Media, markets and political outlook for 2024
Once again, we’ve had a year of significant events. The crowning of King Charles III; a Prime Minister who lasted 12 months in office; new geopolitical conflicts and the sweeping in of right-wing governments across Europe and, closer to home, the battle to buy the highly influential Telegraph newspaper. SEC Newgate’s consultants including former City and Business Editors, government Special Advisers and communications leaders take a look at what we should expect in 2024.
But before we look ahead to this year, we’ve reviewed our outlook from 12 months ago.
Alistair Kellie said at year ago “As the cost of living crisis starts to bite over the coming months, we can expect even greater scrutiny of corporate behaviour as public patience wears thin..”
Alistair’s prescience proved right, with a scandal hitting the CBI that brought the business trade body close to collapse as members started to quit and Westminster cut ties. A turnaround is underway, but the CBI’s future is some way off being safe.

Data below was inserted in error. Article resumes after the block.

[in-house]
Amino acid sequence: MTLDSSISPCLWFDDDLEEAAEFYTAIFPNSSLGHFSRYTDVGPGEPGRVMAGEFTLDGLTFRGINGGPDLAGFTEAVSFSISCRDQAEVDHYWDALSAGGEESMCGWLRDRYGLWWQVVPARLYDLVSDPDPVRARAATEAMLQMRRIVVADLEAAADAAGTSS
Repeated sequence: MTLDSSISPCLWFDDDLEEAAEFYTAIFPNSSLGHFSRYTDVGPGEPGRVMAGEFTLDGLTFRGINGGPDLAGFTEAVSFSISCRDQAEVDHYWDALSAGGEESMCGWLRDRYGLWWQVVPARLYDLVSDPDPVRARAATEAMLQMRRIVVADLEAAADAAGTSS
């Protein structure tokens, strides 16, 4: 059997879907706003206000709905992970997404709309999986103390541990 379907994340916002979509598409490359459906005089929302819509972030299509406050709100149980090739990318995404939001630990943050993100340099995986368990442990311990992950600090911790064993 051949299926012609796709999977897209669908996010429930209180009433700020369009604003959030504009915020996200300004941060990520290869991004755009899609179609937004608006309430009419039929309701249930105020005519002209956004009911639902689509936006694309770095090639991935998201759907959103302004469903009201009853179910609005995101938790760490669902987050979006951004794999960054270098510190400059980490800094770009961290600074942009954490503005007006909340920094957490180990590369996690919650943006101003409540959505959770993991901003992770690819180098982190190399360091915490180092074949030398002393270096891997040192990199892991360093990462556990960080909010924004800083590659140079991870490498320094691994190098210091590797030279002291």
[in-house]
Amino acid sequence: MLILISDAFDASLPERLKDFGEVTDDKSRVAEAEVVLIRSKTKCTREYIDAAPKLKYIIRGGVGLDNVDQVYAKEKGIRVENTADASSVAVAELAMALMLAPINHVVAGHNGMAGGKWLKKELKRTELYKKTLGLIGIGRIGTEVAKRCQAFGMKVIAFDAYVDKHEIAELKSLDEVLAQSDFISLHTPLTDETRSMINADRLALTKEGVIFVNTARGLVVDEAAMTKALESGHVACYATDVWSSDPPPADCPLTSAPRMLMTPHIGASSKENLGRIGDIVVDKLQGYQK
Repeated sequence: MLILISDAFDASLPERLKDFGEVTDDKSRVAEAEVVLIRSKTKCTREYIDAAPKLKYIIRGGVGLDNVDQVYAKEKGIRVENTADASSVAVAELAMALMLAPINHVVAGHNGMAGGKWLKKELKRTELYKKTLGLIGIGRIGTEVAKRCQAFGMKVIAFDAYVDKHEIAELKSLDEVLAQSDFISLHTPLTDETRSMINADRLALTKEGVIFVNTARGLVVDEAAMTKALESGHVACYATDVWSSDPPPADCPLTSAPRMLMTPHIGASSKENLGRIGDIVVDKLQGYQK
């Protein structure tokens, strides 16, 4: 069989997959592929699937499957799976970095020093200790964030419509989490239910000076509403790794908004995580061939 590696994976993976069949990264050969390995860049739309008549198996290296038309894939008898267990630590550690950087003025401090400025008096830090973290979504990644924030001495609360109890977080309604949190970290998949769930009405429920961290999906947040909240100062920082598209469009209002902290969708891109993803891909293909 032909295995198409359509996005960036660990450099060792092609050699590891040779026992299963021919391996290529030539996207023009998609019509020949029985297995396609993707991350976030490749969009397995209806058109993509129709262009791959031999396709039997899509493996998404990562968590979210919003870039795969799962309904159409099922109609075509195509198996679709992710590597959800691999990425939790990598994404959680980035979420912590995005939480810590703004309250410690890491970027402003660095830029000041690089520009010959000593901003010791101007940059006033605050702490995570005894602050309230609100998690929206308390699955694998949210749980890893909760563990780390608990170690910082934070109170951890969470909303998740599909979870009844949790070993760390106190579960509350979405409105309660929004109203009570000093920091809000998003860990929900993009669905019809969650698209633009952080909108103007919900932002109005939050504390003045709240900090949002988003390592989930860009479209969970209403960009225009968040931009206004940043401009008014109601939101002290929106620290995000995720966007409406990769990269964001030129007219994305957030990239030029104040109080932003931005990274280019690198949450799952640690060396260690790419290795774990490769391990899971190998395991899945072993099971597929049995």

Crispin Odey was brought down by an expansive investigation in the Financial Times over his conduct as the head of Odey Asset Management. Reporters spoke to more than a dozen women who alleged Odey sexually assaulted or harassed them. The fund shut down as investors pulled their money and an FCA investigation into whether he is a “fit and proper person” to carry out financial transactions.
Elsewhere, Bernard Looney left BP after failing to disclose the extent of his intimate relationships with colleagues, and just this week Lady Michelle Mone has admitted she benefitted from PPE contracts during the pandemic – having previously threatened journalists with legal action for reporting her involvement.
Last year Paul McCaffrey said, “Social consciousness will grow ever more important in 2023 as consumers become increasingly aware of social and ecological issues. How brands act, what they say and how they source will help shape brand perceptions and ultimately, consumer spending power.”
We believe this trend will continue into 2024, Clotilde Gros commented:
“Consumers in 2024 will continue to be squeezed and attitudes towards buying purchases will be shaped, more than ever, by ideologies. Consumers won’t shy away from their beliefs; this is particularly true as we are seeing more consumers supporting brands that align with their values. Social responsibility, for instance or sustainability initiatives will motivate spending.